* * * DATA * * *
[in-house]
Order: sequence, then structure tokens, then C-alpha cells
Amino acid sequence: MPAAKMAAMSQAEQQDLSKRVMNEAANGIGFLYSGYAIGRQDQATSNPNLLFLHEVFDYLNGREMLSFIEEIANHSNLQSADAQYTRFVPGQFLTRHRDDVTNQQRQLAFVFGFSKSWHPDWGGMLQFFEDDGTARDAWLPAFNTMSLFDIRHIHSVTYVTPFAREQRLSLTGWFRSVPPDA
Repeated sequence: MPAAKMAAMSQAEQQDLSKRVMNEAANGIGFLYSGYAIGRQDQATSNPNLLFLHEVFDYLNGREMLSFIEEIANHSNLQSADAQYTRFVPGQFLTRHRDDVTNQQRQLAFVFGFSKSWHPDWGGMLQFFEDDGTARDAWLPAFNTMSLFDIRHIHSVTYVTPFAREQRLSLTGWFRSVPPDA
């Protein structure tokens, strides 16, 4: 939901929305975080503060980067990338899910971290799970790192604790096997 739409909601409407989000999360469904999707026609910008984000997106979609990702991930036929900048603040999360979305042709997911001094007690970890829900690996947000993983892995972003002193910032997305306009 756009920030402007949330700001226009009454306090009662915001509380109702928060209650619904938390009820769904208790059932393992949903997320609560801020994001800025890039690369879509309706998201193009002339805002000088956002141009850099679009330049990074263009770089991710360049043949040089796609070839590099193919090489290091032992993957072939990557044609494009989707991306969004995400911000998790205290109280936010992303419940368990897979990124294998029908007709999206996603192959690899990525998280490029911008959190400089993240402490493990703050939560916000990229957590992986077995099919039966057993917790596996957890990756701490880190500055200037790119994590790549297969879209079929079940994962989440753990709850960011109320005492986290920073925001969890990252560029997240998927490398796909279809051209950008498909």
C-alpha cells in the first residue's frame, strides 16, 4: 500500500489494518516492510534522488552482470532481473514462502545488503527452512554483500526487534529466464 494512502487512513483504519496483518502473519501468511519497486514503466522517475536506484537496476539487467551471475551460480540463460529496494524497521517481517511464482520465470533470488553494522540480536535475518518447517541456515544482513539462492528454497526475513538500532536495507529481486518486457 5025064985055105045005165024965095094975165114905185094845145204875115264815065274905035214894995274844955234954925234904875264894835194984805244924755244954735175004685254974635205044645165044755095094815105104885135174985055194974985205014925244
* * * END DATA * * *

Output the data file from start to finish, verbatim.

[in-house]
Order: sequence, then structure tokens, then C-alpha cells
Amino acid sequence: MPAAKMAAMSQAEQQDLSKRVMNEAANGIGFLYSGYAIGRQDQATSNPNLLFLHEVFDYLNGREMLSFIEEIANHSNLQSADAQYTRFVPGQFLTRHRDDVTNQQRQLAFVFGFSKSWHPDWGGMLQFFEDDGTARDAWLPAFNTMSLFDIRHIHSVTYVTPFAREQRLSLTGWFRSVPPDA
Repeated sequence: MPAAKMAAMSQAEQQDLSKRVMNEAANGIGFLYSGYAIGRQDQATSNPNLLFLHEVFDYLNGREMLSFIEEIANHSNLQSADAQYTRFVPGQFLTRHRDDVTNQQRQLAFVFGFSKSWHPDWGGMLQFFEDDGTARDAWLPAFNTMSLFDIRHIHSVTYVTPFAREQRLSLTGWFRSVPPDA
């Protein structure tokens, strides 16, 4: 939901929305975080503060980067990338899910971290799970790192604790096997 739409909601409407989000999360469904999707026609910008984000997106979609990702991930036929900048603040999360979305042709997911001094007690970890829900690996947000993983892995972003002193910032997305306009 756009920030402007949330700001226009009454306090009662915001509380109702928060209650619904938390009820769904208790059932393992949903997320609560801020994001800025890039690369879509309706998201193009002339805002000088956002141009850099679009330049990074263009770089991710360049043949040089796609070839590099193919090489290091032992993957072939990557044609494009989707991306969004995400911000998790205290109280936010992303419940368990897979990124294998029908007709999206996603192959690899990525998280490029911008959190400089993240402490493990703050939560916000990229957590992986077995099919039966057993917790596996957890990756701490880190500055200037790119994590790549297969879209079929079940994962989440753990709850960011109320005492986290920073925001969890990252560029997240998927490398796909279809051209950008498909």
C-alpha cells in the first residue's frame, strides 16, 4: 500500500489494518516492510534522488552482470532481473514462502545488503527452512554483500526487534529466464 494512502487512513483504519496483518502473519501468511519497486514503466522517475536506484537496476539487467551471475551460480540463460529496494524497521517481517511464482520465470533470488553494522540480536535475518518447517541456515544482513539462492528454497526475513538500532536495507529481486518486457 5025064985055105045005165024965095094975165114905185094845145204875115264815065274905035214894995274844955234954925234904875264894835194984805244924755244954735175004685254974635205044645165044755095094815105104885135174985055194974985205014925244